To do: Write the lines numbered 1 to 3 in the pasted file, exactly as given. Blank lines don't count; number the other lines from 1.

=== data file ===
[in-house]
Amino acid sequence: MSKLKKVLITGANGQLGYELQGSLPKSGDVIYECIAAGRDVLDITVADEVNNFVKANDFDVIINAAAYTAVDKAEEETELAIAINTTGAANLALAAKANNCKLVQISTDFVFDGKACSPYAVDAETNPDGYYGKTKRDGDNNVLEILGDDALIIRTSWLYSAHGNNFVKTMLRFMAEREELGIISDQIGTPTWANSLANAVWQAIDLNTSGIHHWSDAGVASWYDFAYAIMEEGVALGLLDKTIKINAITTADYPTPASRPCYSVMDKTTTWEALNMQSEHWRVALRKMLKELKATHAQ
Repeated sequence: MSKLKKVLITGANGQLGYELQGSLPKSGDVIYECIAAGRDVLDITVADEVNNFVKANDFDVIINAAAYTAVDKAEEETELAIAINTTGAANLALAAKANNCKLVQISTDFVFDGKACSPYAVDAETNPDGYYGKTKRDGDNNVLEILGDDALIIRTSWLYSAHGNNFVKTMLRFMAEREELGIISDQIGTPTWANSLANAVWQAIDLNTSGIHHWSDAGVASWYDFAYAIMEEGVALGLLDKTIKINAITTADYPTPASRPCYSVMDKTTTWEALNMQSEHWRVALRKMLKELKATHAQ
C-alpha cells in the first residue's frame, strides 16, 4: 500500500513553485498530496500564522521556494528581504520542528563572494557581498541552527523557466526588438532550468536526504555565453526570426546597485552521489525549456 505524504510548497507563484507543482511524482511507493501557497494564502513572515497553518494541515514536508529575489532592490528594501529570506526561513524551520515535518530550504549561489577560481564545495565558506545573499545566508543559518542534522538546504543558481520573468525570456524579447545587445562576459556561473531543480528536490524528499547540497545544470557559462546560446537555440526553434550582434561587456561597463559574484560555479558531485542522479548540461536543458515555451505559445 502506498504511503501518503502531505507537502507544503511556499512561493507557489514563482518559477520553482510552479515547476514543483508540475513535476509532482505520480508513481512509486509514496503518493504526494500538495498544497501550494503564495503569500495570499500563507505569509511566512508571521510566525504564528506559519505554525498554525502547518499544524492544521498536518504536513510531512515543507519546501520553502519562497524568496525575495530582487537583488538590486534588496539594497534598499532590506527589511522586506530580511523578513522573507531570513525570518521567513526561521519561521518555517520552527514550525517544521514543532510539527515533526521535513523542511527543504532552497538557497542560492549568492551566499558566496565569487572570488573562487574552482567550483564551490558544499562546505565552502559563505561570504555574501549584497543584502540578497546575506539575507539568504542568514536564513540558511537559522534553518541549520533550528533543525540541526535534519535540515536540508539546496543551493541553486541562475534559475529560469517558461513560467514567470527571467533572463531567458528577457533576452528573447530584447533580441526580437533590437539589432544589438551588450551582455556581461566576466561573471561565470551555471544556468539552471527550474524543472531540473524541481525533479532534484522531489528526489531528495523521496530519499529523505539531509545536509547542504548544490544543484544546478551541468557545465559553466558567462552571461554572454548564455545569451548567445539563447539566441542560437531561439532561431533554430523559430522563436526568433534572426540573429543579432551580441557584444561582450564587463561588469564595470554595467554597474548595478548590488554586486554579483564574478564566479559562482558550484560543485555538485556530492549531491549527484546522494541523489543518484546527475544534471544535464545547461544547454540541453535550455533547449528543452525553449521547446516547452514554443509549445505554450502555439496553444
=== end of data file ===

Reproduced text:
[in-house]
Amino acid sequence: MSKLKKVLITGANGQLGYELQGSLPKSGDVIYECIAAGRDVLDITVADEVNNFVKANDFDVIINAAAYTAVDKAEEETELAIAINTTGAANLALAAKANNCKLVQISTDFVFDGKACSPYAVDAETNPDGYYGKTKRDGDNNVLEILGDDALIIRTSWLYSAHGNNFVKTMLRFMAEREELGIISDQIGTPTWANSLANAVWQAIDLNTSGIHHWSDAGVASWYDFAYAIMEEGVALGLLDKTIKINAITTADYPTPASRPCYSVMDKTTTWEALNMQSEHWRVALRKMLKELKATHAQ
Repeated sequence: MSKLKKVLITGANGQLGYELQGSLPKSGDVIYECIAAGRDVLDITVADEVNNFVKANDFDVIINAAAYTAVDKAEEETELAIAINTTGAANLALAAKANNCKLVQISTDFVFDGKACSPYAVDAETNPDGYYGKTKRDGDNNVLEILGDDALIIRTSWLYSAHGNNFVKTMLRFMAEREELGIISDQIGTPTWANSLANAVWQAIDLNTSGIHHWSDAGVASWYDFAYAIMEEGVALGLLDKTIKINAITTADYPTPASRPCYSVMDKTTTWEALNMQSEHWRVALRKMLKELKATHAQ